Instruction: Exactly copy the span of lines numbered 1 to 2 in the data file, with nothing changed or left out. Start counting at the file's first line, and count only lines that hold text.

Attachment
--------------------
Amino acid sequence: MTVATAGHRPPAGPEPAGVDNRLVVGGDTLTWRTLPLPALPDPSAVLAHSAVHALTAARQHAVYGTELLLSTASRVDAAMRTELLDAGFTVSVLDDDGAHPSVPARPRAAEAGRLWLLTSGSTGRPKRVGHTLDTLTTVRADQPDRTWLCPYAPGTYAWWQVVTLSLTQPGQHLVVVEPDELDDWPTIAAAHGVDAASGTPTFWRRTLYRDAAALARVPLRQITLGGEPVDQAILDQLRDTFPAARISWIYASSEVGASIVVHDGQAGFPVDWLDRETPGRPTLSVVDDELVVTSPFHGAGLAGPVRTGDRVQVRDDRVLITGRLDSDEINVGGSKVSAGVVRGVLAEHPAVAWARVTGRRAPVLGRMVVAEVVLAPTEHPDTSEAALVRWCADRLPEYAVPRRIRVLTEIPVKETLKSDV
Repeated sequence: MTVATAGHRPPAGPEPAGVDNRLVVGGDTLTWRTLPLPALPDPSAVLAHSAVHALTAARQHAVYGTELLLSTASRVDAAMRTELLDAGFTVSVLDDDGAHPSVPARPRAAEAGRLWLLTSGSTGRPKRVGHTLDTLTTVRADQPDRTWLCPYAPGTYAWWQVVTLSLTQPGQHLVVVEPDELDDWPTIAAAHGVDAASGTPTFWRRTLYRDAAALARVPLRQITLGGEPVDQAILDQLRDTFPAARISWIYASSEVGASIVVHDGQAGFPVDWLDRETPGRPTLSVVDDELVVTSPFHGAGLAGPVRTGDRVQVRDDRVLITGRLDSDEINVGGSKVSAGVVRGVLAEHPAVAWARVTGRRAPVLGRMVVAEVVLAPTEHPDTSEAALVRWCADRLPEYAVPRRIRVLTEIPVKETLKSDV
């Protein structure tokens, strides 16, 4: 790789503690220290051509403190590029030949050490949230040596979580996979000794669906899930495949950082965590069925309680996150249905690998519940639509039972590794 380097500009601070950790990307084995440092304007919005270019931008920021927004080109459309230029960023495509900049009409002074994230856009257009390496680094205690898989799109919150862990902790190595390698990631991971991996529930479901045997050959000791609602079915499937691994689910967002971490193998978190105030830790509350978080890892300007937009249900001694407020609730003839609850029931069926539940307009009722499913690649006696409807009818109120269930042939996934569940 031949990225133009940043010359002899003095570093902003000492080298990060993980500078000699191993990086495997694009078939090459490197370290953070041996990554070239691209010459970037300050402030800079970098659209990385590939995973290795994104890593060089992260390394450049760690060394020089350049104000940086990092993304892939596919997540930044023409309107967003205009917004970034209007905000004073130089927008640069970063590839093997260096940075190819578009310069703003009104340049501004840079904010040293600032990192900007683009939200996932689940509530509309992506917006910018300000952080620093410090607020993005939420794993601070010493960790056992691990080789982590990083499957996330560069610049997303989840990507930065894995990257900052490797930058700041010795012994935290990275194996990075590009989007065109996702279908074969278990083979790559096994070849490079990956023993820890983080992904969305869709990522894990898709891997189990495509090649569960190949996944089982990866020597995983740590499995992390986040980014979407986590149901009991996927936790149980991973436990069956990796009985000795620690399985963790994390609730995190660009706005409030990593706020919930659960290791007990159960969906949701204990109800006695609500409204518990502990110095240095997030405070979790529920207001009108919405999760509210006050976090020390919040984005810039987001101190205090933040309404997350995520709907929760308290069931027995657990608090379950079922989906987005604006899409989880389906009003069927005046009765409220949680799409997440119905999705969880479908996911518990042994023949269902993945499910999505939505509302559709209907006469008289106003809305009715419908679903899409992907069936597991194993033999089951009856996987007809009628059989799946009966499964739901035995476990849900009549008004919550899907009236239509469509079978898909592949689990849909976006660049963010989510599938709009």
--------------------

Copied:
Amino acid sequence: MTVATAGHRPPAGPEPAGVDNRLVVGGDTLTWRTLPLPALPDPSAVLAHSAVHALTAARQHAVYGTELLLSTASRVDAAMRTELLDAGFTVSVLDDDGAHPSVPARPRAAEAGRLWLLTSGSTGRPKRVGHTLDTLTTVRADQPDRTWLCPYAPGTYAWWQVVTLSLTQPGQHLVVVEPDELDDWPTIAAAHGVDAASGTPTFWRRTLYRDAAALARVPLRQITLGGEPVDQAILDQLRDTFPAARISWIYASSEVGASIVVHDGQAGFPVDWLDRETPGRPTLSVVDDELVVTSPFHGAGLAGPVRTGDRVQVRDDRVLITGRLDSDEINVGGSKVSAGVVRGVLAEHPAVAWARVTGRRAPVLGRMVVAEVVLAPTEHPDTSEAALVRWCADRLPEYAVPRRIRVLTEIPVKETLKSDV
Repeated sequence: MTVATAGHRPPAGPEPAGVDNRLVVGGDTLTWRTLPLPALPDPSAVLAHSAVHALTAARQHAVYGTELLLSTASRVDAAMRTELLDAGFTVSVLDDDGAHPSVPARPRAAEAGRLWLLTSGSTGRPKRVGHTLDTLTTVRADQPDRTWLCPYAPGTYAWWQVVTLSLTQPGQHLVVVEPDELDDWPTIAAAHGVDAASGTPTFWRRTLYRDAAALARVPLRQITLGGEPVDQAILDQLRDTFPAARISWIYASSEVGASIVVHDGQAGFPVDWLDRETPGRPTLSVVDDELVVTSPFHGAGLAGPVRTGDRVQVRDDRVLITGRLDSDEINVGGSKVSAGVVRGVLAEHPAVAWARVTGRRAPVLGRMVVAEVVLAPTEHPDTSEAALVRWCADRLPEYAVPRRIRVLTEIPVKETLKSDV